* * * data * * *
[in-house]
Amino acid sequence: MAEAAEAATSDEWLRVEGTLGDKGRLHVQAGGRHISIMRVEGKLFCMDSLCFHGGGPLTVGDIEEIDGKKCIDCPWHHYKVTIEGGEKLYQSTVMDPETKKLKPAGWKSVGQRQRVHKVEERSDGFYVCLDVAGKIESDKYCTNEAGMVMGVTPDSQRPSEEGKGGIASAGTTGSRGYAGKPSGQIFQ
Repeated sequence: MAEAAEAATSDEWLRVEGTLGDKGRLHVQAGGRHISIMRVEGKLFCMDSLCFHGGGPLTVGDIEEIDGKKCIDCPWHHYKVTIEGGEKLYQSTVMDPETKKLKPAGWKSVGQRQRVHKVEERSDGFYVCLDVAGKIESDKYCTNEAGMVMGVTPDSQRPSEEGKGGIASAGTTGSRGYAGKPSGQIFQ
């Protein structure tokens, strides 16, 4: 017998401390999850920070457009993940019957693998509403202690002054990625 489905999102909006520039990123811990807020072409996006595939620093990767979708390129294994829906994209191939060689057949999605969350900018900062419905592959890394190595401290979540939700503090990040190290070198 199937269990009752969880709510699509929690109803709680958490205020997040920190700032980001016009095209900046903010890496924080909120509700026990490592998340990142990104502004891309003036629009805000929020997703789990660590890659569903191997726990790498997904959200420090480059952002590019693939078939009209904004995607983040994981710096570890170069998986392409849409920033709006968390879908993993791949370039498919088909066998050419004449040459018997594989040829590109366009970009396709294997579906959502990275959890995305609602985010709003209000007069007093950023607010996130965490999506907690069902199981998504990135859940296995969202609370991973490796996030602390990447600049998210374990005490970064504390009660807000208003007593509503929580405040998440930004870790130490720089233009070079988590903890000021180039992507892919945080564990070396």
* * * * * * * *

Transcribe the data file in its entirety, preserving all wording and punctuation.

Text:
[in-house]
Amino acid sequence: MAEAAEAATSDEWLRVEGTLGDKGRLHVQAGGRHISIMRVEGKLFCMDSLCFHGGGPLTVGDIEEIDGKKCIDCPWHHYKVTIEGGEKLYQSTVMDPETKKLKPAGWKSVGQRQRVHKVEERSDGFYVCLDVAGKIESDKYCTNEAGMVMGVTPDSQRPSEEGKGGIASAGTTGSRGYAGKPSGQIFQ
Repeated sequence: MAEAAEAATSDEWLRVEGTLGDKGRLHVQAGGRHISIMRVEGKLFCMDSLCFHGGGPLTVGDIEEIDGKKCIDCPWHHYKVTIEGGEKLYQSTVMDPETKKLKPAGWKSVGQRQRVHKVEERSDGFYVCLDVAGKIESDKYCTNEAGMVMGVTPDSQRPSEEGKGGIASAGTTGSRGYAGKPSGQIFQ
């Protein structure tokens, strides 16, 4: 017998401390999850920070457009993940019957693998509403202690002054990625 489905999102909006520039990123811990807020072409996006595939620093990767979708390129294994829906994209191939060689057949999605969350900018900062419905592959890394190595401290979540939700503090990040190290070198 199937269990009752969880709510699509929690109803709680958490205020997040920190700032980001016009095209900046903010890496924080909120509700026990490592998340990142990104502004891309003036629009805000929020997703789990660590890659569903191997726990790498997904959200420090480059952002590019693939078939009209904004995607983040994981710096570890170069998986392409849409920033709006968390879908993993791949370039498919088909066998050419004449040459018997594989040829590109366009970009396709294997579906959502990275959890995305609602985010709003209000007069007093950023607010996130965490999506907690069902199981998504990135859940296995969202609370991973490796996030602390990447600049998210374990005490970064504390009660807000208003007593509503929580405040998440930004870790130490720089233009070079988590903890000021180039992507892919945080564990070396």